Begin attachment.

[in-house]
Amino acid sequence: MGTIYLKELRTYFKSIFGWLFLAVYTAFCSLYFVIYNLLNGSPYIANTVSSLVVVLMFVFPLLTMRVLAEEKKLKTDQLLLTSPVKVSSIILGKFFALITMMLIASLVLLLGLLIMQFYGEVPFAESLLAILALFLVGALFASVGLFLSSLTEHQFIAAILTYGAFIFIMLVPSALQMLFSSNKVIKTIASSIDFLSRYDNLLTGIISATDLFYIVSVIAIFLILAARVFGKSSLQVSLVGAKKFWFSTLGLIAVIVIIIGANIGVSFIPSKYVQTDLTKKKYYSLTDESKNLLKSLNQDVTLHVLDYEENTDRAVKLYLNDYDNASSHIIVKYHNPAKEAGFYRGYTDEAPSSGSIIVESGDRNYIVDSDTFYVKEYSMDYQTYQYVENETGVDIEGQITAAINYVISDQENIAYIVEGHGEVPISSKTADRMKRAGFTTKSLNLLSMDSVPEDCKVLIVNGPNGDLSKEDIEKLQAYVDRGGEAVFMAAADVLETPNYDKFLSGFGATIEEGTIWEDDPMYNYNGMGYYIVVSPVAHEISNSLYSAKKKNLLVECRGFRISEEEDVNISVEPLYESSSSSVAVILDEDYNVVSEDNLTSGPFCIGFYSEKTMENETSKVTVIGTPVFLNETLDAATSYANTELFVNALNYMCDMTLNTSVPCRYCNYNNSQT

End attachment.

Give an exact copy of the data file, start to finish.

[in-house]
Amino acid sequence: MGTIYLKELRTYFKSIFGWLFLAVYTAFCSLYFVIYNLLNGSPYIANTVSSLVVVLMFVFPLLTMRVLAEEKKLKTDQLLLTSPVKVSSIILGKFFALITMMLIASLVLLLGLLIMQFYGEVPFAESLLAILALFLVGALFASVGLFLSSLTEHQFIAAILTYGAFIFIMLVPSALQMLFSSNKVIKTIASSIDFLSRYDNLLTGIISATDLFYIVSVIAIFLILAARVFGKSSLQVSLVGAKKFWFSTLGLIAVIVIIIGANIGVSFIPSKYVQTDLTKKKYYSLTDESKNLLKSLNQDVTLHVLDYEENTDRAVKLYLNDYDNASSHIIVKYHNPAKEAGFYRGYTDEAPSSGSIIVESGDRNYIVDSDTFYVKEYSMDYQTYQYVENETGVDIEGQITAAINYVISDQENIAYIVEGHGEVPISSKTADRMKRAGFTTKSLNLLSMDSVPEDCKVLIVNGPNGDLSKEDIEKLQAYVDRGGEAVFMAAADVLETPNYDKFLSGFGATIEEGTIWEDDPMYNYNGMGYYIVVSPVAHEISNSLYSAKKKNLLVECRGFRISEEEDVNISVEPLYESSSSSVAVILDEDYNVVSEDNLTSGPFCIGFYSEKTMENETSKVTVIGTPVFLNETLDAATSYANTELFVNALNYMCDMTLNTSVPCRYCNYNNSQT